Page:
I have completed an interesting exercise in self discipline. For the last six months, I have lived in the home place of the last woman I loved, and worked a mile or so from her home and favorite restaurant, all without succumbing to the temptation to see her, speak to her, contact her in any way. I was determined to live as if we were still a thousand miles apart, and I succeeded. It was bracing, the exercise.
In September I took a job with a company based in Vancouver, B.C. A factor in my decision was the belief that that the woman in question had left Vancouver a few months before. As it transpired, she hadn't. While in Vancouver for my first visit to the company, I discovered through an Internet search that she was still in Vancouver. I had misunderstood her final email. It was too late to turn back, though; the contract was signed and the woman, after all, a memory.
The job required me to relocate to Vancouver for three months, a period which stretched slowly to six. I spent the first month prepared to flinch. Vancouver is not a huge city. The chances of two people randomly meeting there are high, much more so if they share common interests. I wanted none of it. I had nothing to say, no face to wear, no gesture to face her with. She was a runner, and I expected to recognize her chugging toward me on beaches where Crom and I walked almost daily. I worried that she might appear, driven by some new enthusiasm, in Stanley Park while we were there.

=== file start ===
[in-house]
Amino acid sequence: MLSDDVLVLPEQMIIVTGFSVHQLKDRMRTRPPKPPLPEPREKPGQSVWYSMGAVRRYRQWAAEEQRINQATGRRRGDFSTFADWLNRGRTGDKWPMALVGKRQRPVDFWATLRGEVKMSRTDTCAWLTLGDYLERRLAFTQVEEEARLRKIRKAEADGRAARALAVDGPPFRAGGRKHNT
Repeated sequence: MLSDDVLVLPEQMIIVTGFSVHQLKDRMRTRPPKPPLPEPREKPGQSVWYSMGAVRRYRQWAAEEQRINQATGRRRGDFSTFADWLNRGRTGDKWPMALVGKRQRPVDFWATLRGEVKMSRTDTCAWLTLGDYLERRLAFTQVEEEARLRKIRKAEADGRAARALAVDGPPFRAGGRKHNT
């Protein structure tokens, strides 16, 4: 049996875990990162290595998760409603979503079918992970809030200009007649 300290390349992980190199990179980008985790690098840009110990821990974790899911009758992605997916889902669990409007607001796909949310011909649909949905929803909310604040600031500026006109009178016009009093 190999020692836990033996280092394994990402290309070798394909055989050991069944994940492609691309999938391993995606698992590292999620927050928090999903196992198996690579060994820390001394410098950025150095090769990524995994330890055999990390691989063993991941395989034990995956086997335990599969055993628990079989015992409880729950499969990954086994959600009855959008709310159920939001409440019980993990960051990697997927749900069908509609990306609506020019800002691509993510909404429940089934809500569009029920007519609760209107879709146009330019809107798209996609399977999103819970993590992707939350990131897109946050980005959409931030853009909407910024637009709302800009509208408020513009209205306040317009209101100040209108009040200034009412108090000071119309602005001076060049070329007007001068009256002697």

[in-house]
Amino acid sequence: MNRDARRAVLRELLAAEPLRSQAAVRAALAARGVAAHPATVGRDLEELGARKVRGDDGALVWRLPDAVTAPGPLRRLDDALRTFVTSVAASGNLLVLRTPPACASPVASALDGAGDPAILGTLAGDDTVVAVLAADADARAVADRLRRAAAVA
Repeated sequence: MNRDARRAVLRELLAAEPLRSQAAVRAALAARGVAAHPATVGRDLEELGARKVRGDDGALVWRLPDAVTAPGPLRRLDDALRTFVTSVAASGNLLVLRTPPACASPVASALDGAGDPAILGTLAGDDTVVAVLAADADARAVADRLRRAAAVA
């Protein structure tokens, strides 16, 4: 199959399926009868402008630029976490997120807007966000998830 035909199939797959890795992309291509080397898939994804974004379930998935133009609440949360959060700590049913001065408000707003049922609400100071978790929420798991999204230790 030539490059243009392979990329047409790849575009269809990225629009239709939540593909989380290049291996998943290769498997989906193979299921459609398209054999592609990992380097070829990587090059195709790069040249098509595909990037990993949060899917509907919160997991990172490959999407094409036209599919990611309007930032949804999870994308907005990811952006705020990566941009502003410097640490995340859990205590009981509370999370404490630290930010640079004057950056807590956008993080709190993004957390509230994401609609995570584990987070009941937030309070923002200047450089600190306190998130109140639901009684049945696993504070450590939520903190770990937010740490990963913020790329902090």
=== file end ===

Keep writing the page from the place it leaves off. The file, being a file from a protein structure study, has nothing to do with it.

There were times when I imagined the contest of meeting as something I might enjoy, a challenge. But that was fond and foolish fantasy; the reality would have been ugly and painful. And pointless. There were risks: an evening with Margaret Atwood and hundreds of admirers, among whom she might have been. (I went anyway; this is not about cowardice, but folly.) There were places I sensibly avoided, those with high risk: the restaurant, the campus, places she would hang out. And it never happened.
It didn't happen, and I'm grateful. There was nothing to say, had we met. Not even a reason for assuming the awkward pretense of politeness. I may, in fact, have seen her one afternoon, but if so we managed, at sufficient distance, to appear not to recognize each other and go on our ways.